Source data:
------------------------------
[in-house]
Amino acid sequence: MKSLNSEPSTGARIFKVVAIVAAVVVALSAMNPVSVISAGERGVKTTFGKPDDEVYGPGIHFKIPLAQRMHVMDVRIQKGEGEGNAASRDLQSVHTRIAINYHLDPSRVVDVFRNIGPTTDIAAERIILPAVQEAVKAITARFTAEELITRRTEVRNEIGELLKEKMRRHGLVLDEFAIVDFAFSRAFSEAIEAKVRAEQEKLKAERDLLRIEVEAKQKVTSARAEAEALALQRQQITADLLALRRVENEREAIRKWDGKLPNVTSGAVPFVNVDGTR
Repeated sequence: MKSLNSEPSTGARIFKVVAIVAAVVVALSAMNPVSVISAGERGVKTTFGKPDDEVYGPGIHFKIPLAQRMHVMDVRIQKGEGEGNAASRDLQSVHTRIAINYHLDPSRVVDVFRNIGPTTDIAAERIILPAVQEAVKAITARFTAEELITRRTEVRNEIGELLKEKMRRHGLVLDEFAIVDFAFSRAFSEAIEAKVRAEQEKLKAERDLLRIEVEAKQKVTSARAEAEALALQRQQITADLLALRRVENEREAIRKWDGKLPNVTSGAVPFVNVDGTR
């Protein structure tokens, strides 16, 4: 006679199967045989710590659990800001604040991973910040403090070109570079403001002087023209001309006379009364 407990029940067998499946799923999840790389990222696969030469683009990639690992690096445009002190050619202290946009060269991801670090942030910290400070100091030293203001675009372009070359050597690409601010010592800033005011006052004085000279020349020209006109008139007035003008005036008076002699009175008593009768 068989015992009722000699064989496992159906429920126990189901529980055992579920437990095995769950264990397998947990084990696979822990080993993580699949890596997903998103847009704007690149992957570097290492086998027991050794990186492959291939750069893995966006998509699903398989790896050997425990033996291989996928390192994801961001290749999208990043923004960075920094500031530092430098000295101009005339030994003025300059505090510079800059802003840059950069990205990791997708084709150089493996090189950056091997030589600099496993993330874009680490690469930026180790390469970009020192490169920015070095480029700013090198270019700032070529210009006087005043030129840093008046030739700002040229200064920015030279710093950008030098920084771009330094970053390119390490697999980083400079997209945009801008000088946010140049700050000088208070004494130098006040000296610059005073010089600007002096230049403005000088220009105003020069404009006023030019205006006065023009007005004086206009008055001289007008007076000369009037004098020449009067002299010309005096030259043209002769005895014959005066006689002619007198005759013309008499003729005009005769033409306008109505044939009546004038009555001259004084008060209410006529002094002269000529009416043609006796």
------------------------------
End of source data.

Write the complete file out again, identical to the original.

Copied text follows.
[in-house]
Amino acid sequence: MKSLNSEPSTGARIFKVVAIVAAVVVALSAMNPVSVISAGERGVKTTFGKPDDEVYGPGIHFKIPLAQRMHVMDVRIQKGEGEGNAASRDLQSVHTRIAINYHLDPSRVVDVFRNIGPTTDIAAERIILPAVQEAVKAITARFTAEELITRRTEVRNEIGELLKEKMRRHGLVLDEFAIVDFAFSRAFSEAIEAKVRAEQEKLKAERDLLRIEVEAKQKVTSARAEAEALALQRQQITADLLALRRVENEREAIRKWDGKLPNVTSGAVPFVNVDGTR
Repeated sequence: MKSLNSEPSTGARIFKVVAIVAAVVVALSAMNPVSVISAGERGVKTTFGKPDDEVYGPGIHFKIPLAQRMHVMDVRIQKGEGEGNAASRDLQSVHTRIAINYHLDPSRVVDVFRNIGPTTDIAAERIILPAVQEAVKAITARFTAEELITRRTEVRNEIGELLKEKMRRHGLVLDEFAIVDFAFSRAFSEAIEAKVRAEQEKLKAERDLLRIEVEAKQKVTSARAEAEALALQRQQITADLLALRRVENEREAIRKWDGKLPNVTSGAVPFVNVDGTR
């Protein structure tokens, strides 16, 4: 006679199967045989710590659990800001604040991973910040403090070109570079403001002087023209001309006379009364 407990029940067998499946799923999840790389990222696969030469683009990639690992690096445009002190050619202290946009060269991801670090942030910290400070100091030293203001675009372009070359050597690409601010010592800033005011006052004085000279020349020209006109008139007035003008005036008076002699009175008593009768 068989015992009722000699064989496992159906429920126990189901529980055992579920437990095995769950264990397998947990084990696979822990080993993580699949890596997903998103847009704007690149992957570097290492086998027991050794990186492959291939750069893995966006998509699903398989790896050997425990033996291989996928390192994801961001290749999208990043923004960075920094500031530092430098000295101009005339030994003025300059505090510079800059802003840059950069990205990791997708084709150089493996090189950056091997030589600099496993993330874009680490690469930026180790390469970009020192490169920015070095480029700013090198270019700032070529210009006087005043030129840093008046030739700002040229200064920015030279710093950008030098920084771009330094970053390119390490697999980083400079997209945009801008000088946010140049700050000088208070004494130098006040000296610059005073010089600007002096230049403005000088220009105003020069404009006023030019205006006065023009007005004086206009008055001289007008007076000369009037004098020449009067002299010309005096030259043209002769005895014959005066006689002619007198005759013309008499003729005009005769033409306008109505044939009546004038009555001259004084008060209410006529002094002269000529009416043609006796």